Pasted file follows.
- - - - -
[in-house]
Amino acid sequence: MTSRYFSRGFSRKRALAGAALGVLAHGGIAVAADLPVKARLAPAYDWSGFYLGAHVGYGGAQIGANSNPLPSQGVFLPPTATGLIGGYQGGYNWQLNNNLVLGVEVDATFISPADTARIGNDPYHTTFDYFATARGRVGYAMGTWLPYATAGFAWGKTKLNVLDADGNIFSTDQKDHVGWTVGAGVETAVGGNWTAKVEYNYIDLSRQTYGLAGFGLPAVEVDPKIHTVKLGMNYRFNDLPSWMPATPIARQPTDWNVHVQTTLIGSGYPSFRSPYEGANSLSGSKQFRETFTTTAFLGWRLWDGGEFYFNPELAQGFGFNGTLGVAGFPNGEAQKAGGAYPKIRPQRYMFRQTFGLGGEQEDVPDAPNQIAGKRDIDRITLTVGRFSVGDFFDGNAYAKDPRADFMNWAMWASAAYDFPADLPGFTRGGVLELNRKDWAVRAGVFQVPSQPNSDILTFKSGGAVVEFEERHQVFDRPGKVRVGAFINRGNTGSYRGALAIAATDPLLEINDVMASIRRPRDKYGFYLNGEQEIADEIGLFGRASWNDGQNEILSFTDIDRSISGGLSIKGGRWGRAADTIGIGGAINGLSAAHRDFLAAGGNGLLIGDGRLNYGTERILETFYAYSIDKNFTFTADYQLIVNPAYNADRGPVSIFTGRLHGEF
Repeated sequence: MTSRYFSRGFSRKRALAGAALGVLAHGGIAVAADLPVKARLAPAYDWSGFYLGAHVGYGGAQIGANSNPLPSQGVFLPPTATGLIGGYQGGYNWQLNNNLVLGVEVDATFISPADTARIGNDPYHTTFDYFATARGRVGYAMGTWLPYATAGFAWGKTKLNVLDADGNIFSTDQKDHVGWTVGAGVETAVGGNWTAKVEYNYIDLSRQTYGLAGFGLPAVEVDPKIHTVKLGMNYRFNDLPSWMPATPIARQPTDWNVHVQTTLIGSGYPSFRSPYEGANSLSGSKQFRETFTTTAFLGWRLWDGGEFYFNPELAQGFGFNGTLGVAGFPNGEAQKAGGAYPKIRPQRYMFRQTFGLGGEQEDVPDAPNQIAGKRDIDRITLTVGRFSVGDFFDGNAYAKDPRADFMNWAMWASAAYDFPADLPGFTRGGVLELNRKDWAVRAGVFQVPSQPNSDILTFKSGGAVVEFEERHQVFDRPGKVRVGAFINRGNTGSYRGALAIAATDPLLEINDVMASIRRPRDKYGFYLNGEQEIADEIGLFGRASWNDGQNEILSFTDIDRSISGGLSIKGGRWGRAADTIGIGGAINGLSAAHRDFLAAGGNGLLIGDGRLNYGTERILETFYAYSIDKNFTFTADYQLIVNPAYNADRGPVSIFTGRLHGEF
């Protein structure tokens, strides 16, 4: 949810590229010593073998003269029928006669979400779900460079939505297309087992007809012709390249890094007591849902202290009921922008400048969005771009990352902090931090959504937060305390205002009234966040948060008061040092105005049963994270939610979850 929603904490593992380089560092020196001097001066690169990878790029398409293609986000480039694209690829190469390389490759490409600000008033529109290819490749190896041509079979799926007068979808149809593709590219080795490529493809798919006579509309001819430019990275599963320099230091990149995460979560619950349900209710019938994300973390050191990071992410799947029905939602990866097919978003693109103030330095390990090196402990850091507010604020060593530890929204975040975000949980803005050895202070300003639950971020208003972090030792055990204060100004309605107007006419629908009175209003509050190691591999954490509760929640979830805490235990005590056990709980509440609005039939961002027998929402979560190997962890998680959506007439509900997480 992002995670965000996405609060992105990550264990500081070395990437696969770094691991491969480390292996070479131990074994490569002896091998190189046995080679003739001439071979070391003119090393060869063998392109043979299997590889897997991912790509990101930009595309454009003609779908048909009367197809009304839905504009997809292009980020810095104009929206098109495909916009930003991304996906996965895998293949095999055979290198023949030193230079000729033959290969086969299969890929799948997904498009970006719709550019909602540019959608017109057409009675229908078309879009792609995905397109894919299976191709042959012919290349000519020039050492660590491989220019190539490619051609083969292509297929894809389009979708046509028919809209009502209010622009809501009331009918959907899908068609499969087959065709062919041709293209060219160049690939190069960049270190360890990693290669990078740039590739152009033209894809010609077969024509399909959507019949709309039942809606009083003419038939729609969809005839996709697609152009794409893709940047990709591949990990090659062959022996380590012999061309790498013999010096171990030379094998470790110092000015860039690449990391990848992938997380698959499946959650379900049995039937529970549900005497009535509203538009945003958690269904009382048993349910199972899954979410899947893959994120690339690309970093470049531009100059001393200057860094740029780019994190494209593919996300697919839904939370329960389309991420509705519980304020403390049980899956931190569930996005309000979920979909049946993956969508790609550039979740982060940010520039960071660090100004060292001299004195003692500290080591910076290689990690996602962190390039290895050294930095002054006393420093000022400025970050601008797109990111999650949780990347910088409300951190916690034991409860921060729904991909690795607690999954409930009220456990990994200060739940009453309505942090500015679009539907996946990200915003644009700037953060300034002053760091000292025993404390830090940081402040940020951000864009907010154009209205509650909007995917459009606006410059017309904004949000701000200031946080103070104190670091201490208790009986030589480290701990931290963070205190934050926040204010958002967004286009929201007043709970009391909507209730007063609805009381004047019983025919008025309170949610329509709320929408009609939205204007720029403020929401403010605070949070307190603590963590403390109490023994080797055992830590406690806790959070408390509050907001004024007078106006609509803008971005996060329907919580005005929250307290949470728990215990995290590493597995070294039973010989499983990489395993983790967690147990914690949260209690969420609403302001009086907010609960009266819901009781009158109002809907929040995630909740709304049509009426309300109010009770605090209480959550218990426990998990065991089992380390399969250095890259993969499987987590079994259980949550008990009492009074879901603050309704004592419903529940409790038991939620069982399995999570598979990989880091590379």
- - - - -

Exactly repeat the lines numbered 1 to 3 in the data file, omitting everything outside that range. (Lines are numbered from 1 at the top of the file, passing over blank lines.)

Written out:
[in-house]
Amino acid sequence: MTSRYFSRGFSRKRALAGAALGVLAHGGIAVAADLPVKARLAPAYDWSGFYLGAHVGYGGAQIGANSNPLPSQGVFLPPTATGLIGGYQGGYNWQLNNNLVLGVEVDATFISPADTARIGNDPYHTTFDYFATARGRVGYAMGTWLPYATAGFAWGKTKLNVLDADGNIFSTDQKDHVGWTVGAGVETAVGGNWTAKVEYNYIDLSRQTYGLAGFGLPAVEVDPKIHTVKLGMNYRFNDLPSWMPATPIARQPTDWNVHVQTTLIGSGYPSFRSPYEGANSLSGSKQFRETFTTTAFLGWRLWDGGEFYFNPELAQGFGFNGTLGVAGFPNGEAQKAGGAYPKIRPQRYMFRQTFGLGGEQEDVPDAPNQIAGKRDIDRITLTVGRFSVGDFFDGNAYAKDPRADFMNWAMWASAAYDFPADLPGFTRGGVLELNRKDWAVRAGVFQVPSQPNSDILTFKSGGAVVEFEERHQVFDRPGKVRVGAFINRGNTGSYRGALAIAATDPLLEINDVMASIRRPRDKYGFYLNGEQEIADEIGLFGRASWNDGQNEILSFTDIDRSISGGLSIKGGRWGRAADTIGIGGAINGLSAAHRDFLAAGGNGLLIGDGRLNYGTERILETFYAYSIDKNFTFTADYQLIVNPAYNADRGPVSIFTGRLHGEF
Repeated sequence: MTSRYFSRGFSRKRALAGAALGVLAHGGIAVAADLPVKARLAPAYDWSGFYLGAHVGYGGAQIGANSNPLPSQGVFLPPTATGLIGGYQGGYNWQLNNNLVLGVEVDATFISPADTARIGNDPYHTTFDYFATARGRVGYAMGTWLPYATAGFAWGKTKLNVLDADGNIFSTDQKDHVGWTVGAGVETAVGGNWTAKVEYNYIDLSRQTYGLAGFGLPAVEVDPKIHTVKLGMNYRFNDLPSWMPATPIARQPTDWNVHVQTTLIGSGYPSFRSPYEGANSLSGSKQFRETFTTTAFLGWRLWDGGEFYFNPELAQGFGFNGTLGVAGFPNGEAQKAGGAYPKIRPQRYMFRQTFGLGGEQEDVPDAPNQIAGKRDIDRITLTVGRFSVGDFFDGNAYAKDPRADFMNWAMWASAAYDFPADLPGFTRGGVLELNRKDWAVRAGVFQVPSQPNSDILTFKSGGAVVEFEERHQVFDRPGKVRVGAFINRGNTGSYRGALAIAATDPLLEINDVMASIRRPRDKYGFYLNGEQEIADEIGLFGRASWNDGQNEILSFTDIDRSISGGLSIKGGRWGRAADTIGIGGAINGLSAAHRDFLAAGGNGLLIGDGRLNYGTERILETFYAYSIDKNFTFTADYQLIVNPAYNADRGPVSIFTGRLHGEF